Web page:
Launched on March 17 1931, The Monarch was designed to provide accommodation for 799 passengers in 1st class, 31 in 2nd, and a crew of 456: 1286 people in all. In time it would evolve into something of a chameleon: to the Allies, a troopship; to Italian internees, a dreadful symbol of man’s unspeakable inhumanity to man; to excited British war brides, the way to a new life in Canada.
For more than eight years a cruise between New York and Bermuda on either of the luxurious 'millionaires’ ships' — the Monarch of Bermuda, or her sister ship, The Queen of Bermuda — was the stuff dreams were made of. Splashing in an indoor pool, sunning themselves in deckchairs or parading on deck, the rich and famous were very much in evidence on each and every voyage. These vessels were the floating palaces of glamour in their time. (It was considered to be quite sensational that the Queen even boasted a private bathroom for every cabin!) However, not only celebrities like Clark Gable and Shirley Temple were fortunate enough to find themselves on board. Lower-priced berths were also available, making the cruises so popular among newlyweds that the Queen and the Monarch soon became known as the ‘honeymoon ships’.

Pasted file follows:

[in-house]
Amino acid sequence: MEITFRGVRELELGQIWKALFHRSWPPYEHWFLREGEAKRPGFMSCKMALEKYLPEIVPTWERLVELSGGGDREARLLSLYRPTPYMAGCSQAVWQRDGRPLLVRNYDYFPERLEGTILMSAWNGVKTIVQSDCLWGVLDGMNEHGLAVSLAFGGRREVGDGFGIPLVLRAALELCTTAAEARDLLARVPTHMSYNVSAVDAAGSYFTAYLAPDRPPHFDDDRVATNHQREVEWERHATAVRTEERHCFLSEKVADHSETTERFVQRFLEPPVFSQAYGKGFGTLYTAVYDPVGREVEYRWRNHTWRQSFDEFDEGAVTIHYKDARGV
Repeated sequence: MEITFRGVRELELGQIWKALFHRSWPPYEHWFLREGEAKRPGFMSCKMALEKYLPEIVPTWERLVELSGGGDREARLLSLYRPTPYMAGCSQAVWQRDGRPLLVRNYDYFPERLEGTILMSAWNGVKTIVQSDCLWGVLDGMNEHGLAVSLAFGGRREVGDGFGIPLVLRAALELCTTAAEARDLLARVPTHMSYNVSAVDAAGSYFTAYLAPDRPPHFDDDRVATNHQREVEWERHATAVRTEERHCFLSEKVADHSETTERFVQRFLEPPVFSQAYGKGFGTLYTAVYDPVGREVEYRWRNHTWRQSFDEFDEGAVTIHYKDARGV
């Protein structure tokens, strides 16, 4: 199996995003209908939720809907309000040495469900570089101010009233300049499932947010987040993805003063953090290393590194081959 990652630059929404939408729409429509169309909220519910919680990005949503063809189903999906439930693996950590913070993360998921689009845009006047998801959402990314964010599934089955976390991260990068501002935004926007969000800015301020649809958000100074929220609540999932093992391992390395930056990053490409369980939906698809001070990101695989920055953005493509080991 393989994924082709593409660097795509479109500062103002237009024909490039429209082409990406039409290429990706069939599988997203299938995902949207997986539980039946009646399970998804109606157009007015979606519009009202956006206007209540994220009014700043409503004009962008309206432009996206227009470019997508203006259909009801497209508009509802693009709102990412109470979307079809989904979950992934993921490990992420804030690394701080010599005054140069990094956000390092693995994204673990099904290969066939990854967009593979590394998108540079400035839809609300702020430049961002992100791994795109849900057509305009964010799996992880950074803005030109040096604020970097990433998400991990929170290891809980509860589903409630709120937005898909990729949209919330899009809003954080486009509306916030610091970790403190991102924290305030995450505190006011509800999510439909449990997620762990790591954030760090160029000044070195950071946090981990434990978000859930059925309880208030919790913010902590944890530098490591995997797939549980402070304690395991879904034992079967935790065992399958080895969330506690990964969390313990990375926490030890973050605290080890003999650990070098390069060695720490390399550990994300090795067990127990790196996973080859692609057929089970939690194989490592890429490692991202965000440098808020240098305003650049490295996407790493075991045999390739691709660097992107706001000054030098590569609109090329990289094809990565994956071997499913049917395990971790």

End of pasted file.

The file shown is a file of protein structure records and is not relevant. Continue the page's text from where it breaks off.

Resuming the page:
The outbreak of war on September 3, 1939 brought a shocking and abrupt halt to languorous, sun-drenched cruises on these and all other vessels. The world would never be the same again; nor would starlit nights aboard the ‘honeymoon ships'. The Queen was on 'war service' by the next day and, very soon, so was the Monarch. She sailed for Bermuda as usual, on September 5, but on the 13th her status changed. Such strict blackout restrictions were immediately enforced that passengers could no longer even strike a match on deck. Gone, too, were the carefree days. Every subsequent voyage, until the war ended, would be tense; fraught with danger. Furthermore, it would be a long time before any ship would again be able to offer the spacious accommodation of the past. Canadians would be among the first to experience this.